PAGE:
On the shirt's front was Spain's tourism logo, a colorful, stylized sun.
I wore out that shirt and now it looks like the sun -- or at least those who use it for energy -- has worn out its welcome in España.
Technically, Spaniards can still use the solar panels they installed to power their homes with the same resource that attracts millions of tourists. They just have to pay more for it.
A lot more.
Spaniards who invested in solar panels but did not or do not connect them to the electric grid will face fines, or a so-called sun tax, ranging from 6 million to as much as 30 million Euros, or $8 million to $40 million U.S.
That top transatlantic tax amount is this week's By the Numbers figure.
In addition, the new law prohibits Spanish homeowners from selling electricity they do not need back to the grid.
So what caused Spain's retaliation against Sol, a resource it still highlights in its tourism brochure via a photo of a welcoming field of solar dependent sunflowers?
The new levy is needed, contend Spanish officials, because grid-connected consumers that can produce their own electricity also benefit from the back-up provided by the power system. The levy will help control growth in rooftop solar, so the thinking goes, minimizing its impact on the system.
Plus, argues the government, Spain already has too much power generation, with total capacity exceeding peak demand by more than 60 percent.
And, oh yeah, there's the money. The Spanish government is in debt to its power producers to the tune of 26 billion Euros, or almost $35 billion U.S. The new sun tax should help repay that bill.
Challenges by sun-loving Spaniards: Some homeowners, however, aren't going to be part of the debt payoff. They are taking down their solar panels rather than face the new tax.
Others plan to ignore the government's decree that the reconnect their panels to the grid, reports Reuters, confident the courts won't uphold the huge fines.
They note that the fee amounts were created by a 1997 energy law that, while possibly appropriate for a large corporation, could never be paid by private individuals.
"If I spend 600 euros to install solar panels and get fined 6 million euros, let the judge decide," said Sergio Pomar, chief executive of energy-efficient installation firm INEL, told the news service.
Teresa Ribera, senior adviser to the Paris-based Institute for Sustainable Development and International Relations (IDDRI), said the law could provoke additional civil disobedience.
"This law is illogical in terms of energy efficiency and costs ... and is a serious invitation by the government for citizens to become anti-system," she told Reuters.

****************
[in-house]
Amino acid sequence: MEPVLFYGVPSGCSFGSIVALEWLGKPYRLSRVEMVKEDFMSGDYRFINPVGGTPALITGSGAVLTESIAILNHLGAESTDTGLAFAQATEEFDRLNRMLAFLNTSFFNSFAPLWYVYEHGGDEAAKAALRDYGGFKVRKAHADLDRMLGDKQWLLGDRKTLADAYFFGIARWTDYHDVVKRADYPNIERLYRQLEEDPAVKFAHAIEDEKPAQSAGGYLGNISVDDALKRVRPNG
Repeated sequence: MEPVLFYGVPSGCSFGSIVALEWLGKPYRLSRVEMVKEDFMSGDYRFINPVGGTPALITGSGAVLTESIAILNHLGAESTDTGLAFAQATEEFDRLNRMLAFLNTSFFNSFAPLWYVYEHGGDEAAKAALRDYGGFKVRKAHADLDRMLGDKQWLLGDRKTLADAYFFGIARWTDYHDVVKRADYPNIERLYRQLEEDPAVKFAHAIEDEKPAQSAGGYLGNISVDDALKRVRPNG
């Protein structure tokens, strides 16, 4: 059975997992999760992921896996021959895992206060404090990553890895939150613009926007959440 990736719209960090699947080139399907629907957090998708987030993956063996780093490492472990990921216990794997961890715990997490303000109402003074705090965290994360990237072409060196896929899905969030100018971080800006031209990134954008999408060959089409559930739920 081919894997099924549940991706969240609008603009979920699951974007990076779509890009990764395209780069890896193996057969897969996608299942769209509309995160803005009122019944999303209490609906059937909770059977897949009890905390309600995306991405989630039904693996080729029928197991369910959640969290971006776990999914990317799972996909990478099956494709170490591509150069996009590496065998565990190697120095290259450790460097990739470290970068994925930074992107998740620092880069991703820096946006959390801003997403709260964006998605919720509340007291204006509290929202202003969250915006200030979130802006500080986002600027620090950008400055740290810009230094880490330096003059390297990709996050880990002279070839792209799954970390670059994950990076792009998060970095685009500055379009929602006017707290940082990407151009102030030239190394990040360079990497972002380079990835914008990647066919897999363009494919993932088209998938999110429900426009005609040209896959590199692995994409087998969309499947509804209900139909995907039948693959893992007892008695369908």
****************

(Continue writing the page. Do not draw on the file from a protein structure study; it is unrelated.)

Solar gets U.S. support: In the United States, going solar is still viewed as a favored alternative energy system.
The Obama Administration is reinstalling solar panels on the White House. For those with short memories, it's not the first time alternative energy has been used at the White House.
In 1979, President Jimmy Carter had 32 solar panels placed on the roof of the first family’s residence amid the Arab oil embargo,
President Ronald Reagan had them removed in 1986.
Solar returned to the grounds of the White House, however, under President George W. Bush in 2003. Bush 43 used a solar system on a maintenance building to help heat the White House swimming pool.
There's no word yet just how many panels will be installed or the expected energy output. However, President Obama is doing his part to meet his pledge that 20 percent of the federal government's energy use will be powered by renewables by 2020.
Individual tax breaks for solar systems: If individual American homeowners want to go solar, they can get some tax help funding the effort.
The residential energy efficient property tax credit for installing alternative energy systems, including solar systems, could net eligible U.S. homeowners a substantial tax credit, which is a better tax break because it lowers a tax bill dollar-for-dollar.
Because these systems typically cost a lot, there's no cap on the credit amount. You can claim 30 percent of your costs, including labor, to transfer your home to a more environmentally friendly and energy efficient operation.
The credit is not refundable, meaning that if you have any excess from your new solar powered system's cost, you can't use it to wipe out your tax bill and then get a refund for the rest. But you can carry the excess forward to help lower or erase future tax year bills.
The credit is available for upgrades that are in place by the end of 2016.
The Energy Star website has details on the solar and other large-scale alternative energy system tax credits, as well as on the smaller tax break (a $500 maximum credit) for less comprehensive energy efficiency improvements that are completed by the end of 2013.
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